There’s that famous anecdote about Ernest Hemingway. A friend saw him lying down. “Are you resting?” “No, I’m working,” replied Hemingway. Later when the friend saw him at his typewriter, “Are you working?” asked the friend. “No, I’m resting,” replied Hemingway.
Words into sentences, sentences into paragraphs, paragraphs into pages—the nuts and bolts of writing, working the craft, expressing the art go on even when it appears you’re doing nothing. Thinking is the tool of writing that gets short shrift; it doesn’t look like you’re working, but thinking is an important part of writing.
I may not be remembering that anecdote accurately, but I think I’ve got the gist of it. For Hemingway, the actual writing was the restful part because he had done the hard work in his mind. The mind is the writer’s most powerful tool. It is the well from which the writer draws the waters of literary creation, the fount of ideas and inspiration, the genesis of that novel, short story, novella, play, poem, feature article, essay.
For me, writing a story means walks to the beach to sit and stare at the ocean, or long walks around the neighborhood. Perambulation and tidal rhythm contribute to the building of story. I’ve worked out many a knotty story while watching the sun shimmer on the sea or observing what flowers are blooming in the English garden down the street. When next I sit at my computer or pick up my pad and pen, I’ve got words that turn into pages. The mind has done its job.
Much writing goes on in the mind even without walks and staring into space, even when you’re driving, waiting at an appointment, waiting for the bus. Stephen King solved a problem he’d had with “The Dark Side” on a long drive home one evening. The creative mind never stops thinking, consciously and subconsciously, and thus the writer is working even when not at the computer or without writing pad and pen in hand.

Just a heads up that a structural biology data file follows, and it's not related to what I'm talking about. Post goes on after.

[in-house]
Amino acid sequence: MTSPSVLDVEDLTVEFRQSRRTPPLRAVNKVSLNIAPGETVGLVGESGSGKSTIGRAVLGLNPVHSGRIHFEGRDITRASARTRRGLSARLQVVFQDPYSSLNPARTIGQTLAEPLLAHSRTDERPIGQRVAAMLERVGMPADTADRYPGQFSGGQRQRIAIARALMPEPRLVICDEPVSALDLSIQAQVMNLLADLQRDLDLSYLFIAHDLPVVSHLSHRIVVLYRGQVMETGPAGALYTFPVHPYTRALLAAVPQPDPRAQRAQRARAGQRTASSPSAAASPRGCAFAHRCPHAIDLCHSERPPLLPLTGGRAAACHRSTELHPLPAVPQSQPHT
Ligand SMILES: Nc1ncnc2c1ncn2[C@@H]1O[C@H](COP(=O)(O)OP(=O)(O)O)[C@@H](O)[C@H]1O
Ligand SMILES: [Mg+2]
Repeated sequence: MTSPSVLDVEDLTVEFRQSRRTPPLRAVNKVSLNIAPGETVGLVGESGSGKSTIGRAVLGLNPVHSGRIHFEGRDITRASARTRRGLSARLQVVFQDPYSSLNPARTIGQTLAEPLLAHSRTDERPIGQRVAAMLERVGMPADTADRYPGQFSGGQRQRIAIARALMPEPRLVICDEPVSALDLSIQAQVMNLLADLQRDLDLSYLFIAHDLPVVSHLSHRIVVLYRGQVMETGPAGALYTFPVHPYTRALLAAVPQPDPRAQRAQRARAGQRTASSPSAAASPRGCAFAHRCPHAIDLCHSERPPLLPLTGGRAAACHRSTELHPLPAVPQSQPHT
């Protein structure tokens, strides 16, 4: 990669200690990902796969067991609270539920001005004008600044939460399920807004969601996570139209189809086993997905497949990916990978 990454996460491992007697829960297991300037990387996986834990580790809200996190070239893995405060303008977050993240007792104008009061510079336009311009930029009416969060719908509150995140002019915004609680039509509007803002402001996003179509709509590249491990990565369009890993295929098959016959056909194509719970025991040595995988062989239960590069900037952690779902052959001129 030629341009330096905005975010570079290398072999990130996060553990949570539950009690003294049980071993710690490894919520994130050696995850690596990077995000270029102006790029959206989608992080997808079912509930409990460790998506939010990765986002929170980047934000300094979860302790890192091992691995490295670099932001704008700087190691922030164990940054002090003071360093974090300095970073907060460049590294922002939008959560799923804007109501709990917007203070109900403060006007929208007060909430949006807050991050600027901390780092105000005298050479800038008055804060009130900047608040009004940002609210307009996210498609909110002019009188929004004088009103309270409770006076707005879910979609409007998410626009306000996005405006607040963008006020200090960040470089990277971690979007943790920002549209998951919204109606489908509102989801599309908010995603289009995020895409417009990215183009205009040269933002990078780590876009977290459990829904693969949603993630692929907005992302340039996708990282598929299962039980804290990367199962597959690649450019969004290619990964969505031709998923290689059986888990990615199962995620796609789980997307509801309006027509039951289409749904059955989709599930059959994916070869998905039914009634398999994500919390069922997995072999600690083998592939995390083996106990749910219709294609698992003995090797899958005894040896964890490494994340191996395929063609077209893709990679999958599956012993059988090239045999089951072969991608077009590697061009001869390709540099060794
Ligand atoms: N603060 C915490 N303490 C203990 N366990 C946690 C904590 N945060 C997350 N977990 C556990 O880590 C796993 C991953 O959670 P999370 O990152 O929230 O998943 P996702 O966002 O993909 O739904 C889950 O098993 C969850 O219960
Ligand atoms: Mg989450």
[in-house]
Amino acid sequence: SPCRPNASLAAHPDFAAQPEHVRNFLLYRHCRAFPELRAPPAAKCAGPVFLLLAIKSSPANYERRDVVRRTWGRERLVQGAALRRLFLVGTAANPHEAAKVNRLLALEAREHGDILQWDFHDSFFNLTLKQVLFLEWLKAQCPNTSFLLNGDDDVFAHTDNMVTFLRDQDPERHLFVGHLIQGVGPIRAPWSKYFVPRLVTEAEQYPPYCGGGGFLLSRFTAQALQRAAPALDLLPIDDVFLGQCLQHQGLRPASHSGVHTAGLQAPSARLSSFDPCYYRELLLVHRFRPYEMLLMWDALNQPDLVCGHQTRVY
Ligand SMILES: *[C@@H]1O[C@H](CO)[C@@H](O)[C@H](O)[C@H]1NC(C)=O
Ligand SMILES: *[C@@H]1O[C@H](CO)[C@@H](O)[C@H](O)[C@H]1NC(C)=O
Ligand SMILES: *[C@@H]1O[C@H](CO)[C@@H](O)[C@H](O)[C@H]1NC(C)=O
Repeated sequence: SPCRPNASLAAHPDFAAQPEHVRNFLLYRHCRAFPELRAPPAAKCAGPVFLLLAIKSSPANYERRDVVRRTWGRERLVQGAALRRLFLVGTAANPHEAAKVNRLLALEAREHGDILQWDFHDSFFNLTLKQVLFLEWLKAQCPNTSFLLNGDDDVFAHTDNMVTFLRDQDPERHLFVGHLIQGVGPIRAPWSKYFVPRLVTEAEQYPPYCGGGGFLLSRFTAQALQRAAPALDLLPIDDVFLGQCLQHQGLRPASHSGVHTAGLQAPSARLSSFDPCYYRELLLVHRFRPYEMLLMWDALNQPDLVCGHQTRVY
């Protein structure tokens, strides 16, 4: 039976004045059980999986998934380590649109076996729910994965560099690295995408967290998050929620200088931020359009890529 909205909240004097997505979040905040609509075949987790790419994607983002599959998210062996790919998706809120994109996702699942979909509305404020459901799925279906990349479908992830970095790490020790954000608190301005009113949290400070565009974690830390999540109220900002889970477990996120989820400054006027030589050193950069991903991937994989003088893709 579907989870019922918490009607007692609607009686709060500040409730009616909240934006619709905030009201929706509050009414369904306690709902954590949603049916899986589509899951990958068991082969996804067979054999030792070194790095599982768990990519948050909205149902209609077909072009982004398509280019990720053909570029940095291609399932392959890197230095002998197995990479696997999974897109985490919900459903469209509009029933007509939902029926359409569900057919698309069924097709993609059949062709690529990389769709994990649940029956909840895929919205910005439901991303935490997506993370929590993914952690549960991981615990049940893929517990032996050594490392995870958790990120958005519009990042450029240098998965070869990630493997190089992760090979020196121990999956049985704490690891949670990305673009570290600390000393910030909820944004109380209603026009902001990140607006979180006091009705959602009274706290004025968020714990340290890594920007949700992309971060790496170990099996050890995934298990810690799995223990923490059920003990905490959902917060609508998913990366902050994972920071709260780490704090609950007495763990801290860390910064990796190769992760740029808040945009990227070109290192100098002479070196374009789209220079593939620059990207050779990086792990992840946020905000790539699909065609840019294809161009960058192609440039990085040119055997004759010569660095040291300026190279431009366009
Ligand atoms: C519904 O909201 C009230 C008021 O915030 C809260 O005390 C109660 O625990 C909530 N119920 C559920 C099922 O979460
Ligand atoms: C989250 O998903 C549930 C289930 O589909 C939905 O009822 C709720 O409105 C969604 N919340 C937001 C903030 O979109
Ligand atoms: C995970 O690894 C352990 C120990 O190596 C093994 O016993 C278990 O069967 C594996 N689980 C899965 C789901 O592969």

People think writing is easy. You get an idea and you start writing. Not. Mystical thinking, the touched by the gods belief hangs over the creation of art, especially creative writing. It applies well to the artistic geniuses around us. The rest of us have to work harder for that genius.
Writing is not as easy as it looks. Even if the words flow from your fingertips, you’ve already done hours of thinking, the engine of the mind has been busy. An architect designing a building doesn’t haul in the paraphernalia of construction until he knows what he’s designing; the painter sketches and re-sketches; the musician scribbles and re-scribbles musical notes; the dancer works through the steps repeatedly. Before the physical work must come the mental work, the visualization of the abstract sparked by thought, and this is true no matter what your endeavor.